As promised, here’s how I made my bell fringe on my hanami dress.
- pink crochet thread [mine was called “orchard pink” and I bought it at Wal-Mart]
- appropriate sized needle
- 4mm black pony beads [these were difficult to find; I found them at Hobby Lobby]
- fabric glue
- Christmas bells [or craft bells; mine happened to be labeled “Christmas Jingle Bells”]
- To do this correctly, you will need an edge that has a lot of weight to it. All my edges were covered with bias tape and there were at least two, sometimes three, layers of cotton inside the bias tape. This was sufficient enough strength to support the weight of all the bells, but you might have to use a small piece of interfacing if you didn’t use bias tape.
- Mark on the fabric how wide you want the fringe to be and the spacing between each fringe. On mine, there is a one inch spacing between each bell and each fringe is one inch wide. I marked the center and sides of my fringe.
- Cut several pieces of the crochet thread. Make sure they are all the same length. Determine how many threads you want per fringe; I used five. It doesn’t matter how long they are as long as you have enough thread to fold over once and still have a working length. I think mine ended up being somewhere around six inches long.
I made several bunches and matched them up to a corresponding bell and bead.
- Thread the needle with the crochet thread. Starting from one side of the fringe, sew the thread through the edge about halfway. It should look like this:
Continue threading the crochet thread through the edge until you have completed one fringe. I sewed one at the edges, in the center and between the edge and the center, so mine turned out like this:
- Gather the threads together and even out the lengths as much as possible. Take one black pony bead and string it onto all the threads at once.
Make sure the bead sits in such a way that when the fabric falls on you, it stays centered without folding over. In this tutorial, I’m working on the obi, so all my beads are centered but on the vertical edges of my dress, I had to simulate the pull of gravity in order to get the correct placement. You still have to make adjustments later, but it’s something to keep in mind now.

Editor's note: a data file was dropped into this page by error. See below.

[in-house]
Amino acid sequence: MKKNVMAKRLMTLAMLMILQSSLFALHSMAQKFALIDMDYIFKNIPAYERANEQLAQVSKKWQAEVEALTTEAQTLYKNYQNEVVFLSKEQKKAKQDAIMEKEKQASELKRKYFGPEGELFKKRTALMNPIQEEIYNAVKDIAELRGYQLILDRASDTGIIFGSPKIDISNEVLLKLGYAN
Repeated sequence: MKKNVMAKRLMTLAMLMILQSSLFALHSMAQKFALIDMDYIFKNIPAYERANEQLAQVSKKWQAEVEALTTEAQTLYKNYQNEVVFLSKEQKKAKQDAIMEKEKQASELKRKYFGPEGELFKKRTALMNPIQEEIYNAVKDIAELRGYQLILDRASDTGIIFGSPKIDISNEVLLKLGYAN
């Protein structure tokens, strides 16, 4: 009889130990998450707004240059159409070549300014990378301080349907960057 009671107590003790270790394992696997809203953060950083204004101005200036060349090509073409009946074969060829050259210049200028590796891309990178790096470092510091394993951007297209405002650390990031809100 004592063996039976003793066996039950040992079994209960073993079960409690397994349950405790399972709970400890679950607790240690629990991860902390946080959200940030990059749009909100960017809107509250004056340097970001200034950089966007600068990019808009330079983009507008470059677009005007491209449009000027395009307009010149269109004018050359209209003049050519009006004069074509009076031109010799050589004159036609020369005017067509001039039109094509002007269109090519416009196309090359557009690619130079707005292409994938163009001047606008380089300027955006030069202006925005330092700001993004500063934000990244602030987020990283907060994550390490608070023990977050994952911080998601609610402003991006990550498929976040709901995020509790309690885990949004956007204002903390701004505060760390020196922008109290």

- Evenly divide the ends.
Take one end and string it through the bell loop.
- Pull the ends until the bell comes to rest underneath the bead. At this point, you really want to check the placement as mentioned in step four. Pull the threads so that the bell sits in the desired position. On the vertical edges, the top threads were longer than the bottom threads and overall, the fringes were longer and more spaced out. It looks a little weird, but it doesn’t fold over or get tangled with its neighbors.
- Tie a knot at the front of the bell.
Then, pull the threads back and tie an knot at the back of the bell. It should look like this:
- Pull the ends as tight as you can. When it’s secure, add a dab of fabric glue onto both sides of the knot. This will help the threads stick together and prevent the knot from slipping. Once the glue has dried, cut the excess thread as close to the knot as possible. In this picture, I cut the threads close to the bell because the glue was still drying.
- Repeat until finished. 🙂
A couple tips:
- It’s a lot easier if you mark how many fringes you’re going to make so you can make sets of materials for each one.
- For corners, I used the corner as my center and measured half an inch on both sides for the edge. Though, it’s a lot easier if you avoid having a corner bell. It happens sometimes.
- For the vertical edges, I stopped at step seven, hung up my dress, and adjusted the bells while it was hanging.
- I’m pretty sure this will work with anything. Just modify as your materials call for it.
The final result: